The Fateful Triangle: Race, Ethnicity, Nation, Stuart Hall, Kobena Mercer, ed. (Cambridge, Mass.: Harvard University Press, 2017), 256 pp., $25.95 cloth.

Article 1 of the Universal Declaration of Human Rights boldly asserts that “all human beings are born free and equal in dignity and rights,” and Article 2 deems that all humans are entitled to human rights regardless of “distinction of any kind, such as race, colour, sex, language, religion, political or other opinion, national or social origin, property, birth or other status.” The increasing visibility of white supremacy and nationalism in Western countries over the past few years has been a disturbing reminder of how aspirational rather than descriptive these declarations are. The Fateful Triangle: Race, Ethnicity, Nation is the timely first publication of Stuart Hall’s W. E. B. Du Bois Lectures delivered in 1994 at Harvard University. These three lectures remain as relevant as ever, as they examine the pervasive role of difference and discourse in three concepts that are crucial for the maintenance and modification of the unequal power relations that govern our world.

Hall uses a discursive method of deconstruction to show how conceptions of race, ethnicity, and nation can be broken down to signify difference, reinforcing a narrative of “us” versus “them.” The first lecture recalls Du Bois’s establishment of race as a social rather than biological concept and grapples with its prevalence in human history. Through a remarkably thorough and clear discussion on the complex role of language in constructing difference, he argues that “race is a discourse” (p. 45) that makes possible a certain “chain of equivalences” (p. 63) between physical differences and social differences. The second lecture examines how the word “ethnicity” is used differently from “race,” but notes that both behave as “sliding signifiers”—that is, the characteristics they each encompass slide to signify who the “us” and the “them” are. The final lecture on “nation” examines the crisis of identity that nations have experienced and continue to experience as a result of globalization and worldwide migration. Nations establish a collective identity that is often “constructed across difference and through difference” (p. 139), and attempt to make the political and cultural congruent.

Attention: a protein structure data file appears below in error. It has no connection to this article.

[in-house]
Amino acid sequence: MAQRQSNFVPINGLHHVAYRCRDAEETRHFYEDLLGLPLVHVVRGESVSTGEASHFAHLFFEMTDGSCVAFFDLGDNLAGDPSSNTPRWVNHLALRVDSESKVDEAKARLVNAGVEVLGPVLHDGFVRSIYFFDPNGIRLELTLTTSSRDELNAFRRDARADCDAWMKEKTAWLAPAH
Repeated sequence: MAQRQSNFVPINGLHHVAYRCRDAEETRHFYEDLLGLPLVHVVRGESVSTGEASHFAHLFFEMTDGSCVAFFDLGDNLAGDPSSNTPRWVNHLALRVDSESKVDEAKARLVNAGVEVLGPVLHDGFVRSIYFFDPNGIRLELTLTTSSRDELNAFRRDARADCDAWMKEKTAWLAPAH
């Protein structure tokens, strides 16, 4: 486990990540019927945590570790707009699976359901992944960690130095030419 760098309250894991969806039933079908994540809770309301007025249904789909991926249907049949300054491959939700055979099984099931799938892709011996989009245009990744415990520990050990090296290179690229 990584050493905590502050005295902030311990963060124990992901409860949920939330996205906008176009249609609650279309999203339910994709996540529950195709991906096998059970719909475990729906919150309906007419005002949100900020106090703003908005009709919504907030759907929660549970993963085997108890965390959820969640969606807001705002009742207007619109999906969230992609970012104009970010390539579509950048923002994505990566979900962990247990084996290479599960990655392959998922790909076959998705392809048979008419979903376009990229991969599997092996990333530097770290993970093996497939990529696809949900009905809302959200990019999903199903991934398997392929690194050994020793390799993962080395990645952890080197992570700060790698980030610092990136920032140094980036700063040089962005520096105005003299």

The strength of Hall’s insight is his ability to clarify terms that are often difficult to define and that permeate current political debates. This clarity, however, does not detract from the complexity that these topics bring with them. One notable example is the seemingly contradictory effects of capitalism, which according to Hall both promotes homogeneity and relies on the proliferation of differences. In an increasingly globalized world where identity is often a cause for conflict, Hall’s explication of how society’s discursive use and understanding of race, ethnicity, and nation can inadvertently perpetuate systems of inequality has never been more important.

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Category: Briefly Noted, Issue 32.1